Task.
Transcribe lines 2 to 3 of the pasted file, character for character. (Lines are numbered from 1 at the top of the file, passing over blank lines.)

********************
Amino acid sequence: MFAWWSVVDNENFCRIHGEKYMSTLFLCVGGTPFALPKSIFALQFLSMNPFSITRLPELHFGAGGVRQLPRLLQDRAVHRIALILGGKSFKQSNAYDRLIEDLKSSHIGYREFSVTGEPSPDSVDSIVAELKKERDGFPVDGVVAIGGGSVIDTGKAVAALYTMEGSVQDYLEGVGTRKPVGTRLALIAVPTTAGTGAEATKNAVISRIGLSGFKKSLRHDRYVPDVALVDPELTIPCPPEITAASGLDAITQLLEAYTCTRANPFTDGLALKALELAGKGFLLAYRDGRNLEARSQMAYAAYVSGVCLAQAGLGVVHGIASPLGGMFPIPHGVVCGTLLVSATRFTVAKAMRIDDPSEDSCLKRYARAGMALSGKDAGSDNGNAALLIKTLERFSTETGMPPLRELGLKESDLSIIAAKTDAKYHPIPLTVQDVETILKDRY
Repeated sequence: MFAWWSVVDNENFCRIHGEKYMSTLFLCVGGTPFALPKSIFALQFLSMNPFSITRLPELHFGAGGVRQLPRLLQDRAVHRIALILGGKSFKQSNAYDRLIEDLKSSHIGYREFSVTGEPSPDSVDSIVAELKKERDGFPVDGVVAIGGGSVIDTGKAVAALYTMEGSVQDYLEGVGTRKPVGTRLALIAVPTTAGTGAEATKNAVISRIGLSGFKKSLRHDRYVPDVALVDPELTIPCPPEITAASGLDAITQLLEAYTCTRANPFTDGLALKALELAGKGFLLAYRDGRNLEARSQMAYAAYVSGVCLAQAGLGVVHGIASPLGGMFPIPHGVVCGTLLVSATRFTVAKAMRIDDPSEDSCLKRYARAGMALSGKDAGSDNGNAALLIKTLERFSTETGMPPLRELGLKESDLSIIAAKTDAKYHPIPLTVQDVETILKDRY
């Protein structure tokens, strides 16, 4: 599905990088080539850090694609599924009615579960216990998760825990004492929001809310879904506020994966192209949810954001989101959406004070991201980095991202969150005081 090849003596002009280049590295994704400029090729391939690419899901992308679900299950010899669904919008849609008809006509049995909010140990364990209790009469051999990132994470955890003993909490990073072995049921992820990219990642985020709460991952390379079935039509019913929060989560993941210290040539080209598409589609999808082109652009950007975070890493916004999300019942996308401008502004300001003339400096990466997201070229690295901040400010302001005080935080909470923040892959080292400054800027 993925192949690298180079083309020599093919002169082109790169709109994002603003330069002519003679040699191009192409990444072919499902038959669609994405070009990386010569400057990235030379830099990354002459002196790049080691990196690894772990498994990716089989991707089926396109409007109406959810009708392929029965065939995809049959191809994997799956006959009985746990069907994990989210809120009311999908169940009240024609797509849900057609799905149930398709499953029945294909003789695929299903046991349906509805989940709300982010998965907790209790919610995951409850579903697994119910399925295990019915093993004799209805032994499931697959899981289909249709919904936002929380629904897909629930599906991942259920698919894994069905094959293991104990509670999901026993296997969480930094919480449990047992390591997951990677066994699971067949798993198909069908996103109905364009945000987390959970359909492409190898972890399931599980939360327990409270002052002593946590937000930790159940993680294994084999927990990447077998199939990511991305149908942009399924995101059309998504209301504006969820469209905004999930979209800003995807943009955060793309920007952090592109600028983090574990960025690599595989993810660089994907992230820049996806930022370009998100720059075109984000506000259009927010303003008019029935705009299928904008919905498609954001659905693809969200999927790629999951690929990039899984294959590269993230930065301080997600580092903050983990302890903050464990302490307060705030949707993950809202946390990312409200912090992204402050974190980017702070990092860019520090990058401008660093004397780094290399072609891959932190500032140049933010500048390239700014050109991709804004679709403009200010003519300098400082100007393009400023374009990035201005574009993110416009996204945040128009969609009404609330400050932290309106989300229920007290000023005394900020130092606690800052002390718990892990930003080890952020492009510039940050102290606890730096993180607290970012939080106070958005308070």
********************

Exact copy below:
Repeated sequence: MFAWWSVVDNENFCRIHGEKYMSTLFLCVGGTPFALPKSIFALQFLSMNPFSITRLPELHFGAGGVRQLPRLLQDRAVHRIALILGGKSFKQSNAYDRLIEDLKSSHIGYREFSVTGEPSPDSVDSIVAELKKERDGFPVDGVVAIGGGSVIDTGKAVAALYTMEGSVQDYLEGVGTRKPVGTRLALIAVPTTAGTGAEATKNAVISRIGLSGFKKSLRHDRYVPDVALVDPELTIPCPPEITAASGLDAITQLLEAYTCTRANPFTDGLALKALELAGKGFLLAYRDGRNLEARSQMAYAAYVSGVCLAQAGLGVVHGIASPLGGMFPIPHGVVCGTLLVSATRFTVAKAMRIDDPSEDSCLKRYARAGMALSGKDAGSDNGNAALLIKTLERFSTETGMPPLRELGLKESDLSIIAAKTDAKYHPIPLTVQDVETILKDRY
């Protein structure tokens, strides 16, 4: 599905990088080539850090694609599924009615579960216990998760825990004492929001809310879904506020994966192209949810954001989101959406004070991201980095991202969150005081 090849003596002009280049590295994704400029090729391939690419899901992308679900299950010899669904919008849609008809006509049995909010140990364990209790009469051999990132994470955890003993909490990073072995049921992820990219990642985020709460991952390379079935039509019913929060989560993941210290040539080209598409589609999808082109652009950007975070890493916004999300019942996308401008502004300001003339400096990466997201070229690295901040400010302001005080935080909470923040892959080292400054800027 993925192949690298180079083309020599093919002169082109790169709109994002603003330069002519003679040699191009192409990444072919499902038959669609994405070009990386010569400057990235030379830099990354002459002196790049080691990196690894772990498994990716089989991707089926396109409007109406959810009708392929029965065939995809049959191809994997799956006959009985746990069907994990989210809120009311999908169940009240024609797509849900057609799905149930398709499953029945294909003789695929299903046991349906509805989940709300982010998965907790209790919610995951409850579903697994119910399925295990019915093993004799209805032994499931697959899981289909249709919904936002929380629904897909629930599906991942259920698919894994069905094959293991104990509670999901026993296997969480930094919480449990047992390591997951990677066994699971067949798993198909069908996103109905364009945000987390959970359909492409190898972890399931599980939360327990409270002052002593946590937000930790159940993680294994084999927990990447077998199939990511991305149908942009399924995101059309998504209301504006969820469209905004999930979209800003995807943009955060793309920007952090592109600028983090574990960025690599595989993810660089994907992230820049996806930022370009998100720059075109984000506000259009927010303003008019029935705009299928904008919905498609954001659905693809969200999927790629999951690929990039899984294959590269993230930065301080997600580092903050983990302890903050464990302490307060705030949707993950809202946390990312409200912090992204402050974190980017702070990092860019520090990058401008660093004397780094290399072609891959932190500032140049933010500048390239700014050109991709804004679709403009200010003519300098400082100007393009400023374009990035201005574009993110416009996204945040128009969609009404609330400050932290309106989300229920007290000023005394900020130092606690800052002390718990892990930003080890952020492009510039940050102290606890730096993180607290970012939080106070958005308070």